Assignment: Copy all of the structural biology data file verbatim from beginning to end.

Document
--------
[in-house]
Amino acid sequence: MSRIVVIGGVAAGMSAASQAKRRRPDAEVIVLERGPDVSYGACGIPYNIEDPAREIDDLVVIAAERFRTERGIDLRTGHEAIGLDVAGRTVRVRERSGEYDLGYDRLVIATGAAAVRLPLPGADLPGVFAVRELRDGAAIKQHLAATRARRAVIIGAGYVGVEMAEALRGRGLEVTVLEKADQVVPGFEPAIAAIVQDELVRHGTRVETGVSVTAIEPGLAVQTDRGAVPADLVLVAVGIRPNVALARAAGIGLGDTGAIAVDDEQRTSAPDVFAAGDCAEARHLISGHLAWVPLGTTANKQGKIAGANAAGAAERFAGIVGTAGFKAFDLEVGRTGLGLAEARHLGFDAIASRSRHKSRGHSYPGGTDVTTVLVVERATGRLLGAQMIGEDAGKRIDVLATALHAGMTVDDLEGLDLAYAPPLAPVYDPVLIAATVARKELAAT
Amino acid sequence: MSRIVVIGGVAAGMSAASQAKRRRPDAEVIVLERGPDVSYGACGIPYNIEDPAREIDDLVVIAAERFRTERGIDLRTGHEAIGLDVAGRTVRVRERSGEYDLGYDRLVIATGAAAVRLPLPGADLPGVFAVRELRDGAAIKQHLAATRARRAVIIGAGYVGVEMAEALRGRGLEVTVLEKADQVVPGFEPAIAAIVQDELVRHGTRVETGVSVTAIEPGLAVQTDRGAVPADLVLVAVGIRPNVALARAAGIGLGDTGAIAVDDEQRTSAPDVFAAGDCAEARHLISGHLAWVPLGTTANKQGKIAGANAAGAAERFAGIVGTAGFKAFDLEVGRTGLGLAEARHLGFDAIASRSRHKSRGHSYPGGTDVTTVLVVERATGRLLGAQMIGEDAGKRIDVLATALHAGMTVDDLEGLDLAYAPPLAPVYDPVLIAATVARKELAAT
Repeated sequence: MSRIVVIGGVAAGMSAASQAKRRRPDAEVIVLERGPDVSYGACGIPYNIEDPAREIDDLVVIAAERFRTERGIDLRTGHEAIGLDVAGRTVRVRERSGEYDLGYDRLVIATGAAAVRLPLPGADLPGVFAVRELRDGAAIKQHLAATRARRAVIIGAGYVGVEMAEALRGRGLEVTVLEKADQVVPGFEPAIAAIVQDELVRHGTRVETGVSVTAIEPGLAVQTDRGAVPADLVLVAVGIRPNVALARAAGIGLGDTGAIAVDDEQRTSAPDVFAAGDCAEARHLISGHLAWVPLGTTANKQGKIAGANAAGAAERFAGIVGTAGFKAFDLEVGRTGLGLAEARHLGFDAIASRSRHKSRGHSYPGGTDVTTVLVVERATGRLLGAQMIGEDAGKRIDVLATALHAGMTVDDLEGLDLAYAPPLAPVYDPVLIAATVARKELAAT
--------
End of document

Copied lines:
[in-house]
Amino acid sequence: MSRIVVIGGVAAGMSAASQAKRRRPDAEVIVLERGPDVSYGACGIPYNIEDPAREIDDLVVIAAERFRTERGIDLRTGHEAIGLDVAGRTVRVRERSGEYDLGYDRLVIATGAAAVRLPLPGADLPGVFAVRELRDGAAIKQHLAATRARRAVIIGAGYVGVEMAEALRGRGLEVTVLEKADQVVPGFEPAIAAIVQDELVRHGTRVETGVSVTAIEPGLAVQTDRGAVPADLVLVAVGIRPNVALARAAGIGLGDTGAIAVDDEQRTSAPDVFAAGDCAEARHLISGHLAWVPLGTTANKQGKIAGANAAGAAERFAGIVGTAGFKAFDLEVGRTGLGLAEARHLGFDAIASRSRHKSRGHSYPGGTDVTTVLVVERATGRLLGAQMIGEDAGKRIDVLATALHAGMTVDDLEGLDLAYAPPLAPVYDPVLIAATVARKELAAT
Amino acid sequence: MSRIVVIGGVAAGMSAASQAKRRRPDAEVIVLERGPDVSYGACGIPYNIEDPAREIDDLVVIAAERFRTERGIDLRTGHEAIGLDVAGRTVRVRERSGEYDLGYDRLVIATGAAAVRLPLPGADLPGVFAVRELRDGAAIKQHLAATRARRAVIIGAGYVGVEMAEALRGRGLEVTVLEKADQVVPGFEPAIAAIVQDELVRHGTRVETGVSVTAIEPGLAVQTDRGAVPADLVLVAVGIRPNVALARAAGIGLGDTGAIAVDDEQRTSAPDVFAAGDCAEARHLISGHLAWVPLGTTANKQGKIAGANAAGAAERFAGIVGTAGFKAFDLEVGRTGLGLAEARHLGFDAIASRSRHKSRGHSYPGGTDVTTVLVVERATGRLLGAQMIGEDAGKRIDVLATALHAGMTVDDLEGLDLAYAPPLAPVYDPVLIAATVARKELAAT
Repeated sequence: MSRIVVIGGVAAGMSAASQAKRRRPDAEVIVLERGPDVSYGACGIPYNIEDPAREIDDLVVIAAERFRTERGIDLRTGHEAIGLDVAGRTVRVRERSGEYDLGYDRLVIATGAAAVRLPLPGADLPGVFAVRELRDGAAIKQHLAATRARRAVIIGAGYVGVEMAEALRGRGLEVTVLEKADQVVPGFEPAIAAIVQDELVRHGTRVETGVSVTAIEPGLAVQTDRGAVPADLVLVAVGIRPNVALARAAGIGLGDTGAIAVDDEQRTSAPDVFAAGDCAEARHLISGHLAWVPLGTTANKQGKIAGANAAGAAERFAGIVGTAGFKAFDLEVGRTGLGLAEARHLGFDAIASRSRHKSRGHSYPGGTDVTTVLVVERATGRLLGAQMIGEDAGKRIDVLATALHAGMTVDDLEGLDLAYAPPLAPVYDPVLIAATVARKELAAT